Last week I finished meeting with a group of ten ladies that have become very special to me.  These ladies were selected to be part of a training group by the leadership of their church. The WDA Restorative Team  is helping their church launch a Restoring Your Heart emotional healing ministry. My ladies have now completed the majority of their training to be Restoring Your Heart (RYH) group leaders. Most of this training was accomplished by actually participating in RYH groups and working on their own self-awareness and dealing with their own hurts and pains. Sounds like fun, huh?

Here is a bit of the story of our journey together.

Last January, we met for the first time on a cold windy Sunday morning. My co-leader and I did not know exactly what to expect, the other nine group participants knew even less of what to expect. Let me start off by saying that 8 AM on a Sunday is not exactly the ideal time of the day or week to dig into your past and take a long look at your hurts. Yet this was the time allotted for the training, so we began.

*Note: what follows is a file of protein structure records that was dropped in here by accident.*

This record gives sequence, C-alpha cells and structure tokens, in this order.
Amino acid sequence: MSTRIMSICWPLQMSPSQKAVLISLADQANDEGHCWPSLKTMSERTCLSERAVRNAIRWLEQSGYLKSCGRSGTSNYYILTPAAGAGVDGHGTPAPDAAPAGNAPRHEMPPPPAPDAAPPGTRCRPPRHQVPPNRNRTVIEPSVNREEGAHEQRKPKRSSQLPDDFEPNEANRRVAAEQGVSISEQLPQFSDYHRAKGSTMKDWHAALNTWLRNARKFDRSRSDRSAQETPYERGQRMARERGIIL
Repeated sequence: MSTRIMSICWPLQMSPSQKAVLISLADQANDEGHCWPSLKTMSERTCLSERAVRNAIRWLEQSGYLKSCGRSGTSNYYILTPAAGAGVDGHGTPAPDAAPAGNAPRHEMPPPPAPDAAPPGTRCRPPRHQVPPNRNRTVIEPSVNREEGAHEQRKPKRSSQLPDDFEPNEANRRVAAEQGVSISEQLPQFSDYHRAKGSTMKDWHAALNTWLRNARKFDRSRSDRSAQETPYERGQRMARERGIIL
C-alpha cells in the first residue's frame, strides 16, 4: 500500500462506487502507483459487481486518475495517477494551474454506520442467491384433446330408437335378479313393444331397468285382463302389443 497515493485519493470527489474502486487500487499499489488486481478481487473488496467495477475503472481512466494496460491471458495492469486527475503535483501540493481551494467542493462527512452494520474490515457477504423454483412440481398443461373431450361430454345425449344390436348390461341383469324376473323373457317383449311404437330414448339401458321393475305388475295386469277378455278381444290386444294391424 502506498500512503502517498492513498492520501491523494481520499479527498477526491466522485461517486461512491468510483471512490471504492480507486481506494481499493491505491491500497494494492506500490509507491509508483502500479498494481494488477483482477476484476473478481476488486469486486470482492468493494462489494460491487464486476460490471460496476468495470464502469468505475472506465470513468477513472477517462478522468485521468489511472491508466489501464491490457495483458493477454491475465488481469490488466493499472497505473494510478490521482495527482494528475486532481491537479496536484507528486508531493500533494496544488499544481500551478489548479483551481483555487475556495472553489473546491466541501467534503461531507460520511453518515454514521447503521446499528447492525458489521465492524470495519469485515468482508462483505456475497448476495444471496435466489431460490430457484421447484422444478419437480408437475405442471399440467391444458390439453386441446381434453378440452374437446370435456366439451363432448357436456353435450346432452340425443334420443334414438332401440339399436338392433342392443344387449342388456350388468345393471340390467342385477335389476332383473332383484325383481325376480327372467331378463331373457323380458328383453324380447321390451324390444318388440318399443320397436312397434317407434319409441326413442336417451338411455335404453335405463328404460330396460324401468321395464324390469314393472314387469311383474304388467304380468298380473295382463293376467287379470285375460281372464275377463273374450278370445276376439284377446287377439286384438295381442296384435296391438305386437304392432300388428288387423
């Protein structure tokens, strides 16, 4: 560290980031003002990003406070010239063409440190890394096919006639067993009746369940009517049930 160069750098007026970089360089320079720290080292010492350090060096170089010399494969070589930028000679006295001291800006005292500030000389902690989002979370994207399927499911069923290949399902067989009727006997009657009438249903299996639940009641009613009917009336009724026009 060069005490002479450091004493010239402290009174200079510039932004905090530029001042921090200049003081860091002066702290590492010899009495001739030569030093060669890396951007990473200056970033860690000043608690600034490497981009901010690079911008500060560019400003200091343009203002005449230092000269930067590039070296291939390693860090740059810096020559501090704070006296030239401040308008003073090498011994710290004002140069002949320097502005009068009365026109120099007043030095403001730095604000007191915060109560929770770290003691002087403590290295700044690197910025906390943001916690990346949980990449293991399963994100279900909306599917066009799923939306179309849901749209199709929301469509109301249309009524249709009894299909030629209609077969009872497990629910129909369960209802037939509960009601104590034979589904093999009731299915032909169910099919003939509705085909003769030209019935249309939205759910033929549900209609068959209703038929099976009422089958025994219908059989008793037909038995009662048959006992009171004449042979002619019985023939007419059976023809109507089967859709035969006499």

In a typical “first group session” for RYH, we spend some time introducing ourselves and getting to know each other. This is one of my favorite parts of the group because we all know nothing about each other. It is always interesting to notice what people reveal about themselves, and I love the beginnings of getting to know each person. This group was no exception. Each lady told a little bit about herself and what she hoped to get out of the group. We are all usually very cordial and congenial and somewhat guarded when the group begins. After some sharing time in that first session, we went over the Group Covenant, which is basically the “rules” of the group. This is important because one of the primary “rules” is confidentiality. This is so important to make the group a safe place for healing. A person can be asked to leave a group if confidentiality is violated.